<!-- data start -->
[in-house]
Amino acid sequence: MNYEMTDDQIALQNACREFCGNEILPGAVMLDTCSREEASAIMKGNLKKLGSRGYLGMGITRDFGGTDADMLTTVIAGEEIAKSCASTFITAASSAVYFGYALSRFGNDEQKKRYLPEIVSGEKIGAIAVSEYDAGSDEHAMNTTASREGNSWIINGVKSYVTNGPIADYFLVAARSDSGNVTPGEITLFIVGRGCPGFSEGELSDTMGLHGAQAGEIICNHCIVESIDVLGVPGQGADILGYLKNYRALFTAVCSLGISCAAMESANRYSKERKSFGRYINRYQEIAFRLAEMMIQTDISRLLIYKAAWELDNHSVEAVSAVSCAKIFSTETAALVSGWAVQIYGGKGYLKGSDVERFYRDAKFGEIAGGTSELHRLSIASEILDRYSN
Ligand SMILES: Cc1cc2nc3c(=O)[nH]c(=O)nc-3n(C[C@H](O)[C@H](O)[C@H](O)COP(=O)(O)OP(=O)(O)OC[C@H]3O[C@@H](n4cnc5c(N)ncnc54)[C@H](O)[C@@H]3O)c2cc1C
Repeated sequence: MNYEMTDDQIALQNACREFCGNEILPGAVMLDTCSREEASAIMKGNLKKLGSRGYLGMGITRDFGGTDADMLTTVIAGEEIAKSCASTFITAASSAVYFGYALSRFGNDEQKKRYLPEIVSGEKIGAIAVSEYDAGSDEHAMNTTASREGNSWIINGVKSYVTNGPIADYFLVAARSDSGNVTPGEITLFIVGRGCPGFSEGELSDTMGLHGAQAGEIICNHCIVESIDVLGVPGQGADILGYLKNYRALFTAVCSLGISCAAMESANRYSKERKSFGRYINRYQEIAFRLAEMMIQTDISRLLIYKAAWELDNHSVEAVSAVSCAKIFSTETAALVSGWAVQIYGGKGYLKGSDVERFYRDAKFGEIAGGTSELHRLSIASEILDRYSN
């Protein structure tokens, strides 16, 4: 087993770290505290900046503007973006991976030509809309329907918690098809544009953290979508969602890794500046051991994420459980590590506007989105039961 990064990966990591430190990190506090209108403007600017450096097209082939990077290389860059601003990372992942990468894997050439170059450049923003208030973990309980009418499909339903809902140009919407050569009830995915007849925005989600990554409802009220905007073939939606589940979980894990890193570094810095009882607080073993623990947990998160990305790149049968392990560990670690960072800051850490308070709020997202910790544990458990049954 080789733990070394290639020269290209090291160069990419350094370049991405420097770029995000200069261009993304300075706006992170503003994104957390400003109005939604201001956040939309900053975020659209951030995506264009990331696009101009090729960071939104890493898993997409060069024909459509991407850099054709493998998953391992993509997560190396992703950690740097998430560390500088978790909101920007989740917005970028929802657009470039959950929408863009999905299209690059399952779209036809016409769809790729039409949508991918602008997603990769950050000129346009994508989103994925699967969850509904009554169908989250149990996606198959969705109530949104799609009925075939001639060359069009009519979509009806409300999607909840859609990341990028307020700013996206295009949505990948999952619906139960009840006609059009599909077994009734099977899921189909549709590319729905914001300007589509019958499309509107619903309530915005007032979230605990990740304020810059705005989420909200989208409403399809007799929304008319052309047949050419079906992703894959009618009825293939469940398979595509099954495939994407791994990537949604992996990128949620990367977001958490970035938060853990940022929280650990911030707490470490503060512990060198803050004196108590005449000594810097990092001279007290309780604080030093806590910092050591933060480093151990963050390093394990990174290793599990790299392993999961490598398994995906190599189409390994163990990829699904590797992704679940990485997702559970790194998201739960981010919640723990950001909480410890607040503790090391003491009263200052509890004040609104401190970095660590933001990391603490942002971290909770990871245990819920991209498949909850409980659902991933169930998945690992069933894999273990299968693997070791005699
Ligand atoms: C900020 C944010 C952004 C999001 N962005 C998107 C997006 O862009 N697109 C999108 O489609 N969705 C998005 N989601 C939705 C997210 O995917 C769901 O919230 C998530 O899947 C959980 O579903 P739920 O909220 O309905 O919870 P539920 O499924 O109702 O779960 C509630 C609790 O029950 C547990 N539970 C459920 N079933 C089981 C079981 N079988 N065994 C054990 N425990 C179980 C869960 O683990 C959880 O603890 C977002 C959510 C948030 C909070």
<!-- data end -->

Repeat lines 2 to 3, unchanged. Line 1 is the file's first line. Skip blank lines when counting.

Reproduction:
Amino acid sequence: MNYEMTDDQIALQNACREFCGNEILPGAVMLDTCSREEASAIMKGNLKKLGSRGYLGMGITRDFGGTDADMLTTVIAGEEIAKSCASTFITAASSAVYFGYALSRFGNDEQKKRYLPEIVSGEKIGAIAVSEYDAGSDEHAMNTTASREGNSWIINGVKSYVTNGPIADYFLVAARSDSGNVTPGEITLFIVGRGCPGFSEGELSDTMGLHGAQAGEIICNHCIVESIDVLGVPGQGADILGYLKNYRALFTAVCSLGISCAAMESANRYSKERKSFGRYINRYQEIAFRLAEMMIQTDISRLLIYKAAWELDNHSVEAVSAVSCAKIFSTETAALVSGWAVQIYGGKGYLKGSDVERFYRDAKFGEIAGGTSELHRLSIASEILDRYSN
Ligand SMILES: Cc1cc2nc3c(=O)[nH]c(=O)nc-3n(C[C@H](O)[C@H](O)[C@H](O)COP(=O)(O)OP(=O)(O)OC[C@H]3O[C@@H](n4cnc5c(N)ncnc54)[C@H](O)[C@@H]3O)c2cc1C